Before you reply, please study two posts I’ve published recently:
They will provide a few answers to your initial thoughts.
I’m not sure if you’re aware of this, but many people outside of the climate science community have basic understandings of the process of ENSO. They realize that the warming and cooling of the central and eastern tropical Pacific during El Niño and La Niña events represent only a small portion of the processes that occasionally distribute vast amounts of heat from the tropics toward the poles, and they understand ENSO not only distributes heat through the atmosphere, but also within and on the surface of the oceans. They understand that the process of ENSO cannot be represented by a number in an ENSO index. Because of that, they understand the erroneous assumptions in the climate studies such as Fyfe et al (2010) “Comparing Variability and Trends in Observed and Modelled Global-Mean Surface Temperature” and Thompson et al (2008) paper Identifying Signatures of Natural Climate Variability in Time Series of Global-Mean Surface Temperature: Methodology and Insights. Those incorrect assumptions are carried over to blog posts such as Global trends and ENSO by your associates over at Real Climate. All portray ENSO as naturally occurring noise within the surface temperature record that can be removed through linear regression or through simple models that use an ENSO index to provide similar results. I have provided detailed explanations, illustrations, and animations in the above linked post (ENSO Indices Do Not Represent The Process Of ENSO Or Its Impact On Global Temperature) that illustrate the errors in these efforts.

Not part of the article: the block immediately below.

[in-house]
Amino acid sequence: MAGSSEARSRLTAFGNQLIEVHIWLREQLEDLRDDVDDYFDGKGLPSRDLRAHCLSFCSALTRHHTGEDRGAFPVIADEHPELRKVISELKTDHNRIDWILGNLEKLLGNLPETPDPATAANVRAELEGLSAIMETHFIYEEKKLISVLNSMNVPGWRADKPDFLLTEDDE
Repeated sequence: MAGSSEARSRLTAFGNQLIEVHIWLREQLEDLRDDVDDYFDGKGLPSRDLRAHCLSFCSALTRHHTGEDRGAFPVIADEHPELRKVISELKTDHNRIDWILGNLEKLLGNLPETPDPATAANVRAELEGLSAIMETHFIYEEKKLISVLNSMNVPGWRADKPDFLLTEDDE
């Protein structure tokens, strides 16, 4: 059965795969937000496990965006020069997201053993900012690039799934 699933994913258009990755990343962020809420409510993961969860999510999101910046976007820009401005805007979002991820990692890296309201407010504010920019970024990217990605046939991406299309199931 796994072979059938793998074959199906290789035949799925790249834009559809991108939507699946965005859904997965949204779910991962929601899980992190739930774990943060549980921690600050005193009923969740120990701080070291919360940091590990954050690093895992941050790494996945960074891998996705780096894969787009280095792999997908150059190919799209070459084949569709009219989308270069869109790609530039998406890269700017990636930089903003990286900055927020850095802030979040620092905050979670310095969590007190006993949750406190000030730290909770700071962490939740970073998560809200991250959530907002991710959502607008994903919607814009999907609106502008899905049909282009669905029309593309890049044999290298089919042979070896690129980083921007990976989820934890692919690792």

In fact, as I noted in that post, the recent Compo and Sardeshmukh (2010) paper “Removing ENSO-Related Variations from the Climate Record” appears to be a step in the right direction. They write:
An important question in assessing twentieth-century climate is to what extent have ENSO-related variations contributed to the observed trends. Isolating such contributions is challenging for several reasons, including ambiguities arising from how ENSO is defined. In particular, defining ENSO in terms of a single index and ENSO-related variations in terms of regressions on that index, as done in many previous studies, can lead to wrong conclusions. This paper argues that ENSO is best viewed not as a number but as an evolving dynamical process for this purpose.
But Compo and Sardeshmukh also missed a very important part of ENSO. They overlooked the significance of the huge volume of warm water that is left over from El Niño events and failed to account for its contribution to the rise in global Sea Surface Temperature anomalies.
In closing, I, like you, look forward to the next strong or Super El Niño. I believe, though, we have different interests at heart. You appear to hope for one so that you can continue to piggyback your hypothesis of Anthropogenic Global Warming on its multiyear aftereffects. I hope for a Super El Niño because the ARGO buoys are in now place, and it should be possible now to better track how the oceans distribute the warm water that’s left over from Super El Niño events.